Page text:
Separately, Barton argues that there is enough of a factual record for the Court to apply contra proferentem or quasi-estoppel to grant partial summary judgment in his favor. He urges the Court to apply contra proferentem to interpret any ambiguous terms against CVI as the party that drafted the LLC Agreement.And, based on quasi-estoppel, he asserts that CVI should be prevented from advancing its argument based on the Non-Compete Agreement because of its failure to produce that agreement when, after CVI exited bankruptcy, Barton requested from CVI his employment agreements.
CVI contends that the Court cannot grant summary judgment to Barton on the basis of either contra proferentem or estoppel. First, it argues that the application of contra proferentem requires finding an ambiguity, which neither party has asserted. Second, it argues that quasi-estoppel is inappropriate because CVI has not gained any advantage based on the communications cited by Barton. Independent of the merits of these arguments, CVI further argues that it is premature for the Court to apply either of these doctrines because to do so would require the determination of facts that have yet to be discovered in light of the parties' agreement to limit the Motion to legal questions.
Under Barton's second theory, CVI did not retain the Non-Compete Agreement under the Plan because it was not expressly assumed in the Disclosure Statement. Because of the claimed res judicata effect applied to claims not raised in the Plan or in the Disclosure Statement, Barton argues that CVI can no longer enforce the Non-Compete Agreement. Here, CVI maintains that it assumed and was revested with the Non-Compete Agreement pursuant to the Plan, regardless of whether that agreement was an executory or a non-executory contract.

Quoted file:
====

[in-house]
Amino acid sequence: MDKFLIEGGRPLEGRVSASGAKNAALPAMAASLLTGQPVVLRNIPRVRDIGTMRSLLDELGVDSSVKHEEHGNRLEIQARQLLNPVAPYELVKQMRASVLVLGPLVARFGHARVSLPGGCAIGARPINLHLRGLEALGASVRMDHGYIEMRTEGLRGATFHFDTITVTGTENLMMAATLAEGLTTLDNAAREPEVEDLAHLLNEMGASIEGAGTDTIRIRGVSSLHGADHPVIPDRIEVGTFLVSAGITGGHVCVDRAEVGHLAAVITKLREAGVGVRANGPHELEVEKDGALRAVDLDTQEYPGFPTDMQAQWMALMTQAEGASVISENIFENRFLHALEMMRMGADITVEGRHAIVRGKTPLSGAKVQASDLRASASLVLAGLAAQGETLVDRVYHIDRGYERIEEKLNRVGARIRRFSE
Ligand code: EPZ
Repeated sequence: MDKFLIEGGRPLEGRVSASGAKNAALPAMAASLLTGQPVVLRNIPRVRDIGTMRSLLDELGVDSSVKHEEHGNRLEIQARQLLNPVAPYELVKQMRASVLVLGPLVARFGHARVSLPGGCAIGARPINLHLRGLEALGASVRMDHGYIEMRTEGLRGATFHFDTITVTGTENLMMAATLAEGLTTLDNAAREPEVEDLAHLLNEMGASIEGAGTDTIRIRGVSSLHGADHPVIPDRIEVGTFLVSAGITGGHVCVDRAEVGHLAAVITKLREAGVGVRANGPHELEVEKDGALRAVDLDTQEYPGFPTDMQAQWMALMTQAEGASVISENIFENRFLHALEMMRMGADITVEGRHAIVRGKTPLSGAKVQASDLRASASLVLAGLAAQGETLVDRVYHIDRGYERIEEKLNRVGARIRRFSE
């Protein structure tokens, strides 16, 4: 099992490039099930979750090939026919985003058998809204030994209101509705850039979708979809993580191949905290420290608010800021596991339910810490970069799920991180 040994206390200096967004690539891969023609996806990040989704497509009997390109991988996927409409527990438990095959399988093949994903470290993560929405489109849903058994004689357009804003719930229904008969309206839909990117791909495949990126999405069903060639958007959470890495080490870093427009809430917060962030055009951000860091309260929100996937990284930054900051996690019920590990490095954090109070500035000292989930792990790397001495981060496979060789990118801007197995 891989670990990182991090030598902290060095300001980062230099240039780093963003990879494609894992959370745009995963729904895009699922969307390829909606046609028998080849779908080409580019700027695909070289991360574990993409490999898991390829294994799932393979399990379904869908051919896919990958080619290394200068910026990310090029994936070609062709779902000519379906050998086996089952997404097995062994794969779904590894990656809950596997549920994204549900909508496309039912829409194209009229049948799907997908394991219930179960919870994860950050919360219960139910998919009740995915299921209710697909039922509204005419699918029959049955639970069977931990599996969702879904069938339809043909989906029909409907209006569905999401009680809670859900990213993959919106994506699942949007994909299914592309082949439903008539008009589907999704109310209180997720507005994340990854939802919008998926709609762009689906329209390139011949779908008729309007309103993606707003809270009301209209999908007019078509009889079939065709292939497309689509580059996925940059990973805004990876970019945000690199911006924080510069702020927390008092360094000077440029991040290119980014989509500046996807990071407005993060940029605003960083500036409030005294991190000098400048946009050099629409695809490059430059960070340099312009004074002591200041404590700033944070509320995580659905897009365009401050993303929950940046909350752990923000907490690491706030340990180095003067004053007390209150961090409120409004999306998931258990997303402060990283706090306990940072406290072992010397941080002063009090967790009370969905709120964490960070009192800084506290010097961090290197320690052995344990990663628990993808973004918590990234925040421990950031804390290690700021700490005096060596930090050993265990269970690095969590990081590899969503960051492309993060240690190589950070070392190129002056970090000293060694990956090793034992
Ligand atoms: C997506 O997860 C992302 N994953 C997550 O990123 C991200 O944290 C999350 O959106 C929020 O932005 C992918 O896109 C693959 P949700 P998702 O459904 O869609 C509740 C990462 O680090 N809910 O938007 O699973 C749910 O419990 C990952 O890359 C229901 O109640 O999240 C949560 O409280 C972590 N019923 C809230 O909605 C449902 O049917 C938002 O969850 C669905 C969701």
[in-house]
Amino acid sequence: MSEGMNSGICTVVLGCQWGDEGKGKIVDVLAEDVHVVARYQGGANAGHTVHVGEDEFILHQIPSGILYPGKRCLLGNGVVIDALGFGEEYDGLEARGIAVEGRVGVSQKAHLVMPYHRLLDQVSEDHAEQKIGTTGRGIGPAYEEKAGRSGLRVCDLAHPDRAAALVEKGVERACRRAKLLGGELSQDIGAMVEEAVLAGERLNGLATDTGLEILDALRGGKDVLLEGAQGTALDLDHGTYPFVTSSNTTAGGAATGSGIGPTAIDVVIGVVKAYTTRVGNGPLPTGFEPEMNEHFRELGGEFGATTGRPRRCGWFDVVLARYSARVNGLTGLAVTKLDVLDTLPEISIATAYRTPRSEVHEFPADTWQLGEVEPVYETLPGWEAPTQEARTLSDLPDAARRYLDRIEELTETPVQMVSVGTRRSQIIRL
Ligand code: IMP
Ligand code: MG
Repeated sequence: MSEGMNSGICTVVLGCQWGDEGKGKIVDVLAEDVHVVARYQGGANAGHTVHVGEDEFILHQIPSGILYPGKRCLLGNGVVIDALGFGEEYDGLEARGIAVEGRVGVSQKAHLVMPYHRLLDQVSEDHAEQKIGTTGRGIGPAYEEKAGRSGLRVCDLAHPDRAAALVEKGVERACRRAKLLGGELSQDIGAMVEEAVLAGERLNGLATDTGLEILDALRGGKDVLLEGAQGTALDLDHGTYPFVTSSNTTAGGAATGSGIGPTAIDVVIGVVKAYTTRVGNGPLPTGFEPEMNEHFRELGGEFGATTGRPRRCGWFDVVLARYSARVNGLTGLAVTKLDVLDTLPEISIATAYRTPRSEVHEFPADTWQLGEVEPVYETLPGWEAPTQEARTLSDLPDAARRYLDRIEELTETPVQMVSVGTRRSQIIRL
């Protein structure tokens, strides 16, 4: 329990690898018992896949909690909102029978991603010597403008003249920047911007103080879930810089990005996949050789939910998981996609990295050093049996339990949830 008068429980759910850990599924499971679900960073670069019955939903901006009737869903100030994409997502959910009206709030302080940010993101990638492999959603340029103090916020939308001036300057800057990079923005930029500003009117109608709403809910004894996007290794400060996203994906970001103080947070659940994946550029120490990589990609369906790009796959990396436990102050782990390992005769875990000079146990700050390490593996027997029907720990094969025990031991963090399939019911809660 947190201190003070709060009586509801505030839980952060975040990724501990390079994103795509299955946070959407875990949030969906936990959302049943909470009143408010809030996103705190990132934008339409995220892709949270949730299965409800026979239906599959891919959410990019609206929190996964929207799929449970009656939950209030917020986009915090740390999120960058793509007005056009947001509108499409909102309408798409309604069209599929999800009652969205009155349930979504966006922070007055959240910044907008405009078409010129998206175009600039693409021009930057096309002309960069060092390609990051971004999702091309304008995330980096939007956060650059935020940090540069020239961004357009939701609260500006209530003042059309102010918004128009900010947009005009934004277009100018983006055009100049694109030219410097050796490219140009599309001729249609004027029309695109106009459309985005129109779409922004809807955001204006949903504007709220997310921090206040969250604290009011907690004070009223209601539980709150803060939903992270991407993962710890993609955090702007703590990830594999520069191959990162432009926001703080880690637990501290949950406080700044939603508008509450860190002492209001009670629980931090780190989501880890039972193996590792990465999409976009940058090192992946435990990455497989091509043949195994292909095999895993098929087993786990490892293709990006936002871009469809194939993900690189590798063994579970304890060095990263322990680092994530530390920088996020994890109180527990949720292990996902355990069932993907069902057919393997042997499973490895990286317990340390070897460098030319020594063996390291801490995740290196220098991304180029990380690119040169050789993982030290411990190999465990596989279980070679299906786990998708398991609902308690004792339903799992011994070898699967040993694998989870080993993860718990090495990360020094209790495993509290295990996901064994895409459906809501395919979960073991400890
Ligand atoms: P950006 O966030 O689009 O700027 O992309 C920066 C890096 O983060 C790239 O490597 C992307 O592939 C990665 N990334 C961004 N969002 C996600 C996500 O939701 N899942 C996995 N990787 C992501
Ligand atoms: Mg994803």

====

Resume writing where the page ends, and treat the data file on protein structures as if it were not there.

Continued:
A. Standard of Review
Summary judgment should be granted only where the moving party establishes both that there are no genuine issues of material fact and that it is entitled to judgment as a matter of law. The Court should evaluate "all of the evidence in the light most favorable to the non-moving party." Summary judgment for a contract interpretation "is appropriate only if the contract in question is unambiguous." Indeed, this Court has described "pure matters of contractual interpretation" as "readily amenable to summary judgment."
A dispute over a contract term does not, on its own, render that term ambiguous. Rather, the Court should find a term ambiguous only when the term is "reasonably or fairly susceptible of different interpretations or may have two or more different meanings." Where the disputed contract term is unambiguous, the Court should interpret the term according to its "plain meaning." To interpret a particular term, the Court may need to "construe the agreement as a whole, giving effect to all provisions therein, " to avoid an interpretation that may render other terms "illusory or meaningless."